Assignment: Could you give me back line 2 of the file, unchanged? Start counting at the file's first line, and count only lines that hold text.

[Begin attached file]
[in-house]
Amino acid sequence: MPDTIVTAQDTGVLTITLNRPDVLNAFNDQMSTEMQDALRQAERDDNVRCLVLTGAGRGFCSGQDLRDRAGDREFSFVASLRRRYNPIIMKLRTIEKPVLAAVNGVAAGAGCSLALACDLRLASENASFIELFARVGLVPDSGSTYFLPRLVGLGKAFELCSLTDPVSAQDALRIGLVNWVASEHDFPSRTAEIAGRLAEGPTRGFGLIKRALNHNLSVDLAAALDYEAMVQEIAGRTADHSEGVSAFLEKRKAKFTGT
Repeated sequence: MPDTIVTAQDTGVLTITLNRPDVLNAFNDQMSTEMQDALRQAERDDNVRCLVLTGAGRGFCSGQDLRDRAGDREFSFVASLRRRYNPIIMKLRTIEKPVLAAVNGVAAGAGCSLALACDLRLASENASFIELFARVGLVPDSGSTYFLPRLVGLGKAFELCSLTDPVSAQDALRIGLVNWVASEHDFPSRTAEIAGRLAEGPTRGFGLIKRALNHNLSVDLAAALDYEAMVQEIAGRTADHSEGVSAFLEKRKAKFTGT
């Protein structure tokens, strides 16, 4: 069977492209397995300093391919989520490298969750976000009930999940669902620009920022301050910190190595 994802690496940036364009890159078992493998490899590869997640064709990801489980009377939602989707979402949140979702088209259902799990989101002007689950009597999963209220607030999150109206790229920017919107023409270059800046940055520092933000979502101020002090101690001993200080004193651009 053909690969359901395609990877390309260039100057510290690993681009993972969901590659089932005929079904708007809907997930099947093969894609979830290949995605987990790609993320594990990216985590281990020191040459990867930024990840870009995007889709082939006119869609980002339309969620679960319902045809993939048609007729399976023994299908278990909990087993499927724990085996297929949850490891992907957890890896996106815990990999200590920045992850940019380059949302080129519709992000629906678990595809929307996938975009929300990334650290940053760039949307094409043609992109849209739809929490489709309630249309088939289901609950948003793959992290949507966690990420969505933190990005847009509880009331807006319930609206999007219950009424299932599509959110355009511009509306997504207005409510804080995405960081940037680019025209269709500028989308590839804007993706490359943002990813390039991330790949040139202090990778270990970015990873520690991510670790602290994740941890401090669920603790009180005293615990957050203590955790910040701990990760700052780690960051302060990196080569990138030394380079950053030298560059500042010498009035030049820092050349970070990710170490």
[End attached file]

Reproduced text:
Amino acid sequence: MPDTIVTAQDTGVLTITLNRPDVLNAFNDQMSTEMQDALRQAERDDNVRCLVLTGAGRGFCSGQDLRDRAGDREFSFVASLRRRYNPIIMKLRTIEKPVLAAVNGVAAGAGCSLALACDLRLASENASFIELFARVGLVPDSGSTYFLPRLVGLGKAFELCSLTDPVSAQDALRIGLVNWVASEHDFPSRTAEIAGRLAEGPTRGFGLIKRALNHNLSVDLAAALDYEAMVQEIAGRTADHSEGVSAFLEKRKAKFTGT